The cross-border mobility of people, goods and services, and capital has expanded enormously both in intensity and diversity over recent decades. States have a general interest in facilitating these flows in order to benefit from economic globalisation. Yet, mainly due to security concerns, most governments grant visa-free mobility only very selectively. Drawing on a new bilateral visa policy database covering up to 194 destination and 214 origin countries over the 1995 to 2013 period, our analysis finds that the introduction of a visa restriction by a destination country for citizens from a particular origin country deters tourism inflows by about 20 per cent. Visa restrictions also reduce bilateral trade and foreign investment, but to a smaller extent than previous studies have suggested. We further find that some of the deterred flows in tourists and goods and services are redirected to other (visa-free) destinations. This deterrence-cum-deflection effect of restrictive visa policies implies significant economic costs for both visa-issuing and visa-targeted countries, but it creates some positive externalities for countries with a more liberal visa policy. Liberalised visa policies would in particular help poorer countries to partake more in the benefits of economic globalisation.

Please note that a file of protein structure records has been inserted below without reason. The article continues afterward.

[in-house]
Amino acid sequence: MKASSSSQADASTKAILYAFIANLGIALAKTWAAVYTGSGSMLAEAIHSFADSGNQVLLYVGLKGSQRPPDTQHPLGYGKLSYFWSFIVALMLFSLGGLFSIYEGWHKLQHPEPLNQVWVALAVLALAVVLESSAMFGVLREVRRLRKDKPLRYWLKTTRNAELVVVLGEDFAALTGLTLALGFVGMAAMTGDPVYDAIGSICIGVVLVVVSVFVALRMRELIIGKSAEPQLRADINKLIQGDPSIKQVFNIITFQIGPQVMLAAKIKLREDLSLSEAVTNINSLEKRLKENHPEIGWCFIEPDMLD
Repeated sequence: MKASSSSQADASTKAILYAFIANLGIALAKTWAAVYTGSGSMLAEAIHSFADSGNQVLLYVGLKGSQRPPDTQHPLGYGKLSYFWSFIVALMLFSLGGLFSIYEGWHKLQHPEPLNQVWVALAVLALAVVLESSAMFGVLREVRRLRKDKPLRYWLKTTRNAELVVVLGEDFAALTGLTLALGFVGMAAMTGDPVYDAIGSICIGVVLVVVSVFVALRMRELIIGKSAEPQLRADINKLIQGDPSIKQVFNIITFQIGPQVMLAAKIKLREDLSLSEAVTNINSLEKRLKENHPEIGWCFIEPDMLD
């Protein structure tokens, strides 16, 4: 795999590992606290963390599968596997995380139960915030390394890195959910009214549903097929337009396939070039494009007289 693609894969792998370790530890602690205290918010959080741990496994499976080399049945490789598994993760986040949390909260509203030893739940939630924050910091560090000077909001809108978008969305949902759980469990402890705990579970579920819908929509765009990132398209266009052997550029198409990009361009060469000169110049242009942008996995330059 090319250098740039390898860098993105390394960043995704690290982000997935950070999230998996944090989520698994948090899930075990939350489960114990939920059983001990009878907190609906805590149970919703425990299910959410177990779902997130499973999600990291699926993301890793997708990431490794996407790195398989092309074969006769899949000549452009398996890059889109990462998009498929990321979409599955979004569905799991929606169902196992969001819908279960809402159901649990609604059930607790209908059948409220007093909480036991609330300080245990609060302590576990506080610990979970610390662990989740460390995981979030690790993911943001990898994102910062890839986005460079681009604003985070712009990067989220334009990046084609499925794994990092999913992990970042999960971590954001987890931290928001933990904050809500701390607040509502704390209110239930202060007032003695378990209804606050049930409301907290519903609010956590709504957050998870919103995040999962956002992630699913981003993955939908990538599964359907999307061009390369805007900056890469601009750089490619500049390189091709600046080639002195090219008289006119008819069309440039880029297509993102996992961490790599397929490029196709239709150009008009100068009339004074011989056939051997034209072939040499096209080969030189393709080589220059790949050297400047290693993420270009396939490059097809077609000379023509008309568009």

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Visa restrictions; Globalisation; Spatial deflection; Tourism; Visitors; Trade; Foreign direct investment